Santwana Kendra Helpline 0821-2418400 receives fewer calls regarding conflicts at homes
By Mohan Kayaka
Mysore/Mysuru: From Brazil to Germany, Italy to China, there are reports of increasing cases of domestic violence during lockdown as the vulnerable women and their ‘abusers’ stay under one roof and calls to Helpline numbers have surged. However, in many places in India — a place where every third woman has faced domestic violence — calls to Helpline numbers have dropped.
This trend can be witnessed in Mysuru too with the Police Helpline number (Santwana Kendra 0821-2418400) set up at Lashkar Mohalla Police Station getting less calls both from women who are victims of physical violence and also from men who are subjected to harassment by wives and in-laws.
Started in July 2000, the Helpline till now — 21 years — has got over 39,293 cases, a majority of them being from women victims and the Police along with counsellors, social activists, doctors, senior lawyers and also social workers have solved 38,235 cases through one-on-one sessions with both husbands and wives and also in-laws at times.
That means, every year, the Helplines receive an average of 1,500-2,000 cases, mainly fights between husbands and their wives. In 2020, the cases came down to 825 and in 2021 till April, only 376 cases were reported. Notably, in April, May and September 2020 and May 2021 not a single case has been registered in the Helpline.
“When the tension outside goes up, violence on women and children increases at home and as there is a lockdown — stricter during the first wave — the cases would have come down. Also, at many homes, the domestic chores are shared between the couples and this might have led to increased understanding. Also, the availability of liquor too is restricted and people cannot drink anywhere and everywhere like earlier and this too has contributed to decrease in fights,” Vice-President of Santwana Kendra Samithi Dr. S.N. Mothi told Star of Mysore.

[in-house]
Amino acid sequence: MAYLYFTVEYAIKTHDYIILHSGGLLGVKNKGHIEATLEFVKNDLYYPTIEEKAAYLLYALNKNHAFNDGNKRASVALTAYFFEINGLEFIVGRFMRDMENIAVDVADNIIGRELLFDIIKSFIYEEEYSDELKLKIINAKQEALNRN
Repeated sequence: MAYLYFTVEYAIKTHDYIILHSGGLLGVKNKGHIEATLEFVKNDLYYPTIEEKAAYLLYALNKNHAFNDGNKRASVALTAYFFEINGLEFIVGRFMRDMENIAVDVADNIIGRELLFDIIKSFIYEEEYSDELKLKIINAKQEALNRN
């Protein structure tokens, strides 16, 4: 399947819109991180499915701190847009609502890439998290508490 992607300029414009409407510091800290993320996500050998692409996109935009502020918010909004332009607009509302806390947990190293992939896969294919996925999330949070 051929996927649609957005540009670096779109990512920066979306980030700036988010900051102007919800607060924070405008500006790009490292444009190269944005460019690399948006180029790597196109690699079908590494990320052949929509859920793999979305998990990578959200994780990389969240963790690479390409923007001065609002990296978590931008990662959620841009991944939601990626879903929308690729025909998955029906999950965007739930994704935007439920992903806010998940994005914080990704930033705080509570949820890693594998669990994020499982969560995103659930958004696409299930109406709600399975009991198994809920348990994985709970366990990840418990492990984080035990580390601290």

Many companies opting for work from home too is a reason for fewer fights as couples stay always under one roof and also understand each other better. Plus, there is no tension of travel and the pressure from offices is considerably less in working from home environment.
“Forget lockdown. Even in normal circumstances, we do not have a robust reporting system. We do not have the structure to find out the extent of violence against women. The numbers are only reported cases, only if the woman has gone to the Police Station or called the Helpline. What about unreported cases where women are forced to live with perpetrators?” asked Divyashree, a counsellor-cum advocate.
However, officials from the Women and Child Development Department said that the inability of women to step out or call amidst the lockdown might have resulted in a dip in the number of cases of domestic violence.
“How can we expect a woman to call when the entire family was closeted together during the lockdown? We will know once the restrictions are lifted and the data will be compared to arrive at a conclusion,” said an officer in the Department.